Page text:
A bill that would allow Congress to review the Obama administration’s nuclear deal with Iran has fallen victim to presidential politics, as a trio of Republican senators seeking the White House have seized on the debate as a messaging opportunity for their foreign policy agendas.
The Florida senator Marco Rubio, who launched his presidential campaign earlier this month, is leading the pack with seven amendments to the Iran sanctions bill. The most contentious would force Iran to recognize Israel’s right to exist, a measure that the Iran bill’s proponents have warned could scuttle both the compromise in the Senate and the Obama administration’s broader negotiations.
But Rubio, who has cast himself as the GOP’s most hawkish candidate in 2016, showed no signs of backing down on Wednesday in a fiery speech demanding a vote on his amendments. Rubio strongly disputed that his amendment related to Israel’s right to exist would unravel a historic nuclear deal with Iran.
“Somehow I’ve been told that this is going to box the White House in. If it does, it boxes them in with their own words,” said Rubio, who sits on the Senate foreign relations committee and voted last week in favor of advancing the bill outside of the panel.
The Iran bill, a carefully crafted bipartisan agreement, would provide Congress with the ability to review the nuclear accord and give lawmakers 30 days to pass a resolution of disapproval of any final deal. If US lawmakers passed such a resolution, Barack Obama would be unable to waive some of the congressional sanctions on Iran.
The Tennessee senator Bob Corker, the chairman of the foreign relations committee, has said the legislation has the 67 votes required to override a presidential veto in its current form. As a result, both Corker and Republican leaders have urged Rubio and Senators Ted Cruz and Rand Paul – also 2016 candidates – to withhold so-called “poison pill” amendments that would revive a veto threat from the White House.
Cruz filed an amendment last week that would require congressional approval of any Iranian nuclear deal before sanctions relief can occur – essentially granting lawmakers an up or down vote on a final agreement. Paul has not offered any amendments to the Iran bill yet, but is eyeing a debate over the National Security Agency’s bulk surveillance program as lawmakers near an end-of-May deadline to renew central components of the USA Patriot Act.
The Obama administration has made clear that if any Republican amendments geared toward upending the deal make their way into the final bill, the president will rescind his support for it.
“There will be a lot of pretty awful amendments, quite frankly,” Wendy Sherman, a top official at the State Department, said Monday . “The president has said that if the Corker-Cardin legislation stays where it is, he will not veto it. If it becomes something else, then he’ll have to consider his options.”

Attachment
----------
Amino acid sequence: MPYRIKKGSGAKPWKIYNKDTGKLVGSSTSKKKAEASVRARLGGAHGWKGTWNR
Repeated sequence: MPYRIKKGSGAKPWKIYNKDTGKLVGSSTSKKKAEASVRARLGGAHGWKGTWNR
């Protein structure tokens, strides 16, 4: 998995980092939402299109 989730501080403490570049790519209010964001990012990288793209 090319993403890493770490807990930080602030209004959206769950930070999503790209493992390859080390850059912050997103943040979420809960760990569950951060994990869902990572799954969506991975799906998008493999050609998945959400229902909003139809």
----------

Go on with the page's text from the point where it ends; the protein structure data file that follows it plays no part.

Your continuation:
As many as 60 amendments have been filed, but it’s unclear how many, or which ones, will come to the floor for a vote. The Senate rejected one amendment on Tuesday, offered by the Wisconsin senator Ron Johnson, that would have required any nuclear deal with Tehran to be considered an international treaty.
The Senate majority leader, Mitch McConnell, said on Tuesday he expected lawmakers to work with the bill’s sponsors – Corker and Maryland Senator Ben Cardin, the ranking member of the foreign relations committee – to schedule votes.
Cardin pushed back against Rubio’s Israel amendment on Wednesday, telling the Florida senator on the floor that the bill already states – at Rubio’s request – that the president “should determine the agreement in no way compromises the commitment of the United States to Israel’s security nor its support for Israel’s right to exist”.
But Rubio is seeking public recognition from Iran’s leaders that Israel has a right to exist as a Jewish state, a notion that Obama said this month is “akin to saying that we won’t sign a deal unless the nature of the Iranian regime completely transforms”.
Rubio’s amendment would put lawmakers in a tricky position, given their strong ties to Israel. Democrats in particular would be pressured to buck the White House and vote for the amendment, despite the concerns raised by the administration.
“I hope that we will be able to move on these amendments. I don’t think they undermine this one bit,” Rubio said on the floor. “It’s about time that this body takes this up.”
For Rubio, the Iran debate offers the first real test since he declared his candidacy to flex his political muscle. Much of Rubio’s 13 April announcement speech in Miami centered on the need for a new direction in America’s foreign policy. Failing to procure even a vote on one of his amendments would, at the very least, raise questions about Rubio’s effectiveness.
Corker has remained optimistic that he can fend off politically charged amendments but would not predict how exactly the process will play out. He received an unexpected boost from the American Israel Public Affairs Committee, the largest pro-Israel lobby in Washington, which has been rallying pro-Israel Republicans behind the scenes against controversial amendments.
Corker told reporters on Wednesday he was taking things one day at a time. “I hope we’re going to end up with a bill that will become law and that’s the goal,” he said.